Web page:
Network Management System – ZABBIX


Print version

3. Network Management System – ZABBIX

To access our SNMP values, any Network Management System (NMS) can be used. However, we recommend using the ZABBIX open source monitoring system. It can be downloaded at

Zabbix features are explained here –

If you have chosen the Zabbix software, please read the following pages where we offer a basic Starting Guide to RipEX2 and Zabbix co-working.

Whatever your choice of NMS, these sections may provide general hints and tips anyway.


The following guide was tested with Zabbix LTS version 6.0. There is no RipEX2 application note for older Zabbix releases.

Take the opportunity to remotely access and test a live Zabbix demo. See the credentials within the text on the given link.

3.1. Installation and Documentation

Follow the Zabbix documentation at:, download packages from and install Zabbix 6.0 LTS. We suggest using Debian11 (or newer) OS, MySQL database and Apache web server, because of our good experience and knowledge. If using different solution, our help can be limited.


With previous Zabbix versions, we suggested using CentOS7 and CentOS8, but due to changes in distributing these operating systems, Debian OS seems to be much more appropriate.

Zabbix also offers paid support – see all the possible support tiers at

Once Zabbix 6.0 LTS is installed, multiple additional installation steps are required so that you can monitor and maintain your RipEX2 (and any other RACOM products) network(s). Required steps are explained later within this application note.

We also offer Zabbix 6.0 LTS as a virtual, ready-to-be-used, image. It is called “RACOM Zabbix Appliance” or in short “RZA6”. Within this .ova image, functionality for all RACOM products is already installed and ready to be used. Contact our support to obtain this virtual machine and stay in touch with us for more details.

You can run this RZA6 as a virtual machine, e.g., within your VMware or VirtualBox environment (or any similar one).

3.1.1. Zabbix Installation from packages

Once you finish basic Zabbix 6.0 LTS installation following the Zabbix documentation, you can and should check this part for more details about required steps for RACOM products Zabbix support. The order of explained steps is not so important usually.


If there is any particular Linux command, it is based on Debian11 OS.

We suggest various applications for future usage:

  • traceroute

  • nmap

  • zabbix-sender

  • sshpas

All the commands can be installed from the command line with:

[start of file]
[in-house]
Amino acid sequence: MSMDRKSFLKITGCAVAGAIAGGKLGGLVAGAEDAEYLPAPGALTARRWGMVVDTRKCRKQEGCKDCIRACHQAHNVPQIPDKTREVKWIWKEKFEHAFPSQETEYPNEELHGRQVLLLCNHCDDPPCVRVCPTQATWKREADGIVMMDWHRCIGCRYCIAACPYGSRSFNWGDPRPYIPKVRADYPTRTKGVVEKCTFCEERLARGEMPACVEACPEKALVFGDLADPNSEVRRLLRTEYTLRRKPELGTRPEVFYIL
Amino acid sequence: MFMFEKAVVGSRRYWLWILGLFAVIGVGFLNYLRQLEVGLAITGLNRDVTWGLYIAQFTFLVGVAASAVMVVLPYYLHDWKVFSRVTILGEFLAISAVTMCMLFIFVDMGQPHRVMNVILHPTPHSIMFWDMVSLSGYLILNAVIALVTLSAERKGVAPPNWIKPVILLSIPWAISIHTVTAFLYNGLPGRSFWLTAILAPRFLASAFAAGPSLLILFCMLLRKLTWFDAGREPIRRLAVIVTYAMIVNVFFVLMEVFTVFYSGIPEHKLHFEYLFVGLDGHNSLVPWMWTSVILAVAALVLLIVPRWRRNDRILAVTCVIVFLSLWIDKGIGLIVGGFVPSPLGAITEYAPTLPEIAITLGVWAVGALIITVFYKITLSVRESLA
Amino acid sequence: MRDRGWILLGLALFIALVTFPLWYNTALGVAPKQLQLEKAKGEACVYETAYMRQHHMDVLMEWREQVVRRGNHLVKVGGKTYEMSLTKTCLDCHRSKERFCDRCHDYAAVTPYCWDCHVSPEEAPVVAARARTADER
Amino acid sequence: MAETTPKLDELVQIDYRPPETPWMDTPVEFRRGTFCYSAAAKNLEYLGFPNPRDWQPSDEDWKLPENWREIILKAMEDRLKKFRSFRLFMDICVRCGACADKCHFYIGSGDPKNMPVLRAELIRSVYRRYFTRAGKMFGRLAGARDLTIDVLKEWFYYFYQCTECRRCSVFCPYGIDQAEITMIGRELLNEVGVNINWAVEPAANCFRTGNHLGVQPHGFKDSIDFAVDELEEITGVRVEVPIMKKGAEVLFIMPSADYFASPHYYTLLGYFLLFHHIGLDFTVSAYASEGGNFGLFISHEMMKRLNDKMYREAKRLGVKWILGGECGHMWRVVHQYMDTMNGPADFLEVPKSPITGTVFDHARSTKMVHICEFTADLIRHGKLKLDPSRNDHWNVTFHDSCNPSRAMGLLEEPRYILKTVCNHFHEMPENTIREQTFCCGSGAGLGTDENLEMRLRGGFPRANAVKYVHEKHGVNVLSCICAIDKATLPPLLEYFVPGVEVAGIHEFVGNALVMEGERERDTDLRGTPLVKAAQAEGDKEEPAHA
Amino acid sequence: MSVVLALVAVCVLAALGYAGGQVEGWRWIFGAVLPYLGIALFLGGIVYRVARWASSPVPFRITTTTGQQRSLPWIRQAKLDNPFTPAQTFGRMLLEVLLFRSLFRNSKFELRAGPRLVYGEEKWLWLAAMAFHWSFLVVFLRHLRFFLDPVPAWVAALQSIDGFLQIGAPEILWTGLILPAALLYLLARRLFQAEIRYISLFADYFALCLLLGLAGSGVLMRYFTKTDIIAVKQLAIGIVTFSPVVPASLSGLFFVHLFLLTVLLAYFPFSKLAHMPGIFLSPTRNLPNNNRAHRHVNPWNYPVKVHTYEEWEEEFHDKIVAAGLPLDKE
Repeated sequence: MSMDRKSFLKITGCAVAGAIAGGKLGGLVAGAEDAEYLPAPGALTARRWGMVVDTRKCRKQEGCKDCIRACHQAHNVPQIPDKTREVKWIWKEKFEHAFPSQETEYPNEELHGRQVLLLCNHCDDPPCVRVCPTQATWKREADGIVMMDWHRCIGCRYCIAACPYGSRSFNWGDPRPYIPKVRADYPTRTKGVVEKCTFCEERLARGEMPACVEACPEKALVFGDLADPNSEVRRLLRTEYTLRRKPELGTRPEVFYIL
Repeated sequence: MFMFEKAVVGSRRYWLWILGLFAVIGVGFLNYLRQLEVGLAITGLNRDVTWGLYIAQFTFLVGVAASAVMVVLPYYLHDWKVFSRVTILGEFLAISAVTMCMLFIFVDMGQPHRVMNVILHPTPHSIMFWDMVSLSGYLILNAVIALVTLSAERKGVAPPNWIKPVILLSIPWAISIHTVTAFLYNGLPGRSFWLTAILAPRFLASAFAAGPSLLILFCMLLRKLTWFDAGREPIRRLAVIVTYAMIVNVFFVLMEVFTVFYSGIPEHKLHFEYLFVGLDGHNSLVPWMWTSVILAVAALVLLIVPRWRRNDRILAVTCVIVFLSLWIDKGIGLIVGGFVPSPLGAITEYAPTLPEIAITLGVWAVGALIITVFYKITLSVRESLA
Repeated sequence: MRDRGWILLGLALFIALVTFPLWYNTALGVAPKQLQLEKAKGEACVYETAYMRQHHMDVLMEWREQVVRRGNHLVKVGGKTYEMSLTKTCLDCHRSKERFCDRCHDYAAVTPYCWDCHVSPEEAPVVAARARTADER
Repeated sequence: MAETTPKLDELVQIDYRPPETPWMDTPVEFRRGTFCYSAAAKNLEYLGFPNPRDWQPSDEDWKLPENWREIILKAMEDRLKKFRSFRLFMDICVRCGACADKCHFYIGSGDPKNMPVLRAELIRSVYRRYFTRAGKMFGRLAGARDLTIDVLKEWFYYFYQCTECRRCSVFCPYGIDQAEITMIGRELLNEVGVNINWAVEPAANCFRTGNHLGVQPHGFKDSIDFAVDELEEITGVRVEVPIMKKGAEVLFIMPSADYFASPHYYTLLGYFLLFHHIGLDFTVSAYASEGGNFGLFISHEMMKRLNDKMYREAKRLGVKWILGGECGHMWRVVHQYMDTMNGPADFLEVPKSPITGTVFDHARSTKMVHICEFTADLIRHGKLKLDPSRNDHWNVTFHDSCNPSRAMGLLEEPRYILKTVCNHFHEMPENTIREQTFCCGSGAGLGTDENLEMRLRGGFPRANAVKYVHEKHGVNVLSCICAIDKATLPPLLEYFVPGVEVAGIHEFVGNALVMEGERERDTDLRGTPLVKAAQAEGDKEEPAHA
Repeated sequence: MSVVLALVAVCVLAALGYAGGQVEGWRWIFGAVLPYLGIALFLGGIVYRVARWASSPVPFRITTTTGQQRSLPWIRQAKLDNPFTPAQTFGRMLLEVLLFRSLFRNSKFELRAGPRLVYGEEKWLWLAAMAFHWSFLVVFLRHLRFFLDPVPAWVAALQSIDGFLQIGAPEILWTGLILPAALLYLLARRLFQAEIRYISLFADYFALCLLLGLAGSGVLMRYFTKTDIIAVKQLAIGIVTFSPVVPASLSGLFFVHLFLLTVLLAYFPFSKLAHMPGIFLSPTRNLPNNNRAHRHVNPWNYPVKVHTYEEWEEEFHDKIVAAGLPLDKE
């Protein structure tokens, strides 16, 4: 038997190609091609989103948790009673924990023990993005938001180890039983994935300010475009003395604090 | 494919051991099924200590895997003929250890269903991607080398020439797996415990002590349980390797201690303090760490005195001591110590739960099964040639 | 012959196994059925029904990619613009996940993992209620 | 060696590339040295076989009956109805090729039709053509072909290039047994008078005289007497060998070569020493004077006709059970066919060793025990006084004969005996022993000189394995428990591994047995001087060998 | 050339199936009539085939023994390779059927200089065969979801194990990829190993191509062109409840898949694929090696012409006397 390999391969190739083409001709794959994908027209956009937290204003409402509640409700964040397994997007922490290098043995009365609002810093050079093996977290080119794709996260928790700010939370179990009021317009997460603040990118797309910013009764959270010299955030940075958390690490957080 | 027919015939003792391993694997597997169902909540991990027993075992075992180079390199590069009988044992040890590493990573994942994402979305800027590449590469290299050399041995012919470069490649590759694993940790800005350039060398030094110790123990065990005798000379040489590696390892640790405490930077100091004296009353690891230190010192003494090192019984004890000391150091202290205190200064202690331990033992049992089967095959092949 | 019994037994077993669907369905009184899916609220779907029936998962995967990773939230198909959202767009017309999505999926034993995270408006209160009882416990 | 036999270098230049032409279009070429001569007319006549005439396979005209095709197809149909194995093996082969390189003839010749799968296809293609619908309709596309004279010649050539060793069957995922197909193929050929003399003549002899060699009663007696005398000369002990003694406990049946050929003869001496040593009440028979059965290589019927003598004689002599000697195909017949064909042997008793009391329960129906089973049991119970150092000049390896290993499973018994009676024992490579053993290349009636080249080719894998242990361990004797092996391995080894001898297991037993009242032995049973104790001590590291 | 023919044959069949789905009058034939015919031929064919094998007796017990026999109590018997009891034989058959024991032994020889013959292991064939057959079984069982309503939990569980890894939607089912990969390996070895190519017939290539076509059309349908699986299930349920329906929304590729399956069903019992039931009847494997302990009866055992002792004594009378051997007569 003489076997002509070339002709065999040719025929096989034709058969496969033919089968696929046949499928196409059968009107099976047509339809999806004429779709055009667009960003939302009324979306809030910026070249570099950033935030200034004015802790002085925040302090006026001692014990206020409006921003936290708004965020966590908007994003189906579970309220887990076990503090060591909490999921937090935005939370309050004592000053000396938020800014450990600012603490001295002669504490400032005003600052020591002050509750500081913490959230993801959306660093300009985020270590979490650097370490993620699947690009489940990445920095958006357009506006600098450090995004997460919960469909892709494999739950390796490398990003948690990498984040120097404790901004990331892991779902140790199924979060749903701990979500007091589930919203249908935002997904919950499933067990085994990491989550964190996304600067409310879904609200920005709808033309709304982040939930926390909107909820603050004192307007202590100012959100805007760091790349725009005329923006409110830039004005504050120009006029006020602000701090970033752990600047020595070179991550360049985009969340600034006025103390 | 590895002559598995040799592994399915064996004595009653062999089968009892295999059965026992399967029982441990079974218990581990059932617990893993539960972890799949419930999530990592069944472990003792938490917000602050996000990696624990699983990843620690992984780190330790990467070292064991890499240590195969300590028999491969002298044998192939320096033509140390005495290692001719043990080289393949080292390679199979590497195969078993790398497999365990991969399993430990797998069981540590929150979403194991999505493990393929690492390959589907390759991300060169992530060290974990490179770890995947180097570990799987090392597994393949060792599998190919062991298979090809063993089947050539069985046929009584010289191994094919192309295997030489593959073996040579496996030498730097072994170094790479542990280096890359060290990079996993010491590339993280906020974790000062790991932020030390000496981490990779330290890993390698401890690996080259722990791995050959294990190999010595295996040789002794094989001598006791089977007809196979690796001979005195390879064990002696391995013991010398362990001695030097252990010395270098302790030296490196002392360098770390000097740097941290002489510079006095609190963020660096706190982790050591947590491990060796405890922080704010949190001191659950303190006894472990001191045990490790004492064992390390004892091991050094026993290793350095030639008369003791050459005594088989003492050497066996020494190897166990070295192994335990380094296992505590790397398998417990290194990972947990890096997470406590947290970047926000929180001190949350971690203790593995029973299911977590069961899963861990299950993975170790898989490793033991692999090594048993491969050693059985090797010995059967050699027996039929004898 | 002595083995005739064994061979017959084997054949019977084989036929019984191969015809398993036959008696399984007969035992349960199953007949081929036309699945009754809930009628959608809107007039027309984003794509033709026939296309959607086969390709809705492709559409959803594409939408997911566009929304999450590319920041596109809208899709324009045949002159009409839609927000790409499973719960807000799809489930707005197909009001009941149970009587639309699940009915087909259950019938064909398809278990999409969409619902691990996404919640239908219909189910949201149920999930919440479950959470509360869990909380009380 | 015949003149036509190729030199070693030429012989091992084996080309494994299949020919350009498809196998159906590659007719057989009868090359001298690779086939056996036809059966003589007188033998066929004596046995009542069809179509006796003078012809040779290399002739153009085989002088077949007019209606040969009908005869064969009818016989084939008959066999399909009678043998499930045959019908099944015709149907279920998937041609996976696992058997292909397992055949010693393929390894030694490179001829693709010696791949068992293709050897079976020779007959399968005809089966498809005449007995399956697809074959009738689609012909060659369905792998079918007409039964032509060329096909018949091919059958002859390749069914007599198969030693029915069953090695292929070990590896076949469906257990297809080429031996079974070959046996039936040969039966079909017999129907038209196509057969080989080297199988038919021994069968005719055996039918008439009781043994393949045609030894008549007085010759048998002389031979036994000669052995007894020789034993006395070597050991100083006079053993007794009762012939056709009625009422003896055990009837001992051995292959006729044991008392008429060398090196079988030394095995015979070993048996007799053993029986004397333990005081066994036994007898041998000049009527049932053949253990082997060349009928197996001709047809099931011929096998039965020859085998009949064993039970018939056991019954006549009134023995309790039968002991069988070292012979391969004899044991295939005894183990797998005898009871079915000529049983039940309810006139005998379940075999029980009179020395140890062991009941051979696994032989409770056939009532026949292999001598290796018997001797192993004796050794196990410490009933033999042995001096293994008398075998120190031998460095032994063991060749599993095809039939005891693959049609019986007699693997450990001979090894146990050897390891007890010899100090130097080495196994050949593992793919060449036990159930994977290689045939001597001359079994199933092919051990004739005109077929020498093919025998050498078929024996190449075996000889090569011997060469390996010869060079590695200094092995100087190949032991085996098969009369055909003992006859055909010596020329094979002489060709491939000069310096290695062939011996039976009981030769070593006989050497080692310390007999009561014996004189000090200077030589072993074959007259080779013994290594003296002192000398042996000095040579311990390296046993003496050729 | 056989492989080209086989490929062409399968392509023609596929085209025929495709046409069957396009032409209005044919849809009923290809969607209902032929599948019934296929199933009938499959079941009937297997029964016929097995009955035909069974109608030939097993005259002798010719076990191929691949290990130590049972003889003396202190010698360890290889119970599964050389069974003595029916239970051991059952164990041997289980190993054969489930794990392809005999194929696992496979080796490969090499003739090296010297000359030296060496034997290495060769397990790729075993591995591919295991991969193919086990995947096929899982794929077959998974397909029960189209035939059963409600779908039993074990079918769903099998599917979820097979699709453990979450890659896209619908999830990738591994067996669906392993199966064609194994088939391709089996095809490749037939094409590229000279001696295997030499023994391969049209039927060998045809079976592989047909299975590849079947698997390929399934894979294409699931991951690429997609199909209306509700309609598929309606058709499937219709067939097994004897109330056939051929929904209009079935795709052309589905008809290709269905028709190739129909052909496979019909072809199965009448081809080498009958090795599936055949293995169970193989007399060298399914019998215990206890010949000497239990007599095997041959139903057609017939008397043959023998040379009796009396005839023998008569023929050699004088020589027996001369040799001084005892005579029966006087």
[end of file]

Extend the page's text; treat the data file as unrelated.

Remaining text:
# apt-get install traceroute nmap zabbix-sender sshpass

If you need, you can implement sending PDF reports automatically. The installation and functionality can vary from version to version so we do not describe step-by-step procedure here. Use Zabbix documentation for more details.

For RACOM products, multiple steps are required. Upload all the MIBs from respective devices (RipEX2 in our case) to /usr/share/snmp/mibs/ directory. For a proper functionality, add them to SNMP configuration file /etc/snmp/snmp.conf. E.g.:

mibs +/usr/share/snmp/mibs/MG-MIB.txt
mibs +/usr/share/snmp/mibs/RacomRay3.mib
mibs +/usr/share/snmp/mibs/RacomRay2.mib
mibs +/usr/share/snmp/mibs/RACOM-RipEX-
mibs +/usr/share/snmp/mibs/SNMPv2-TC.txt
mibs +/usr/share/snmp/mibs/RACOM-RA2-MIB


Download RipEX2 Zabbix 6.0 template from our website. Unzip the file and import zbx_export_ripex2.yaml into your Zabbix instance in Configuration -> Templates menu via web interface. The template consists of:

  • approximately 300 Item values (10 tags) which can be read from RipEX2 units (proprietary OIDs only – i.e., OID starting with prefix). For other general OIDs, use Zabbix predefined templates or do your own templates (e.g., SNMPv2-MIB::sysDescr.0, SNMPv2-MIB::sysName.0, …)

    • Most of the values are for Events and Traps

  • Discovery rules

    • For the firmware, there are 9 Discovery rules

    • We use Discovery rules for RipEX2 statistics, because most statistics consist of individual lines within tables where each line is e.g., another RipEX2 unit, Ethernet port or SIM card – and because these tables can change based on configuration, HW capabilities and network diagram/topology, individual items must be discovered first.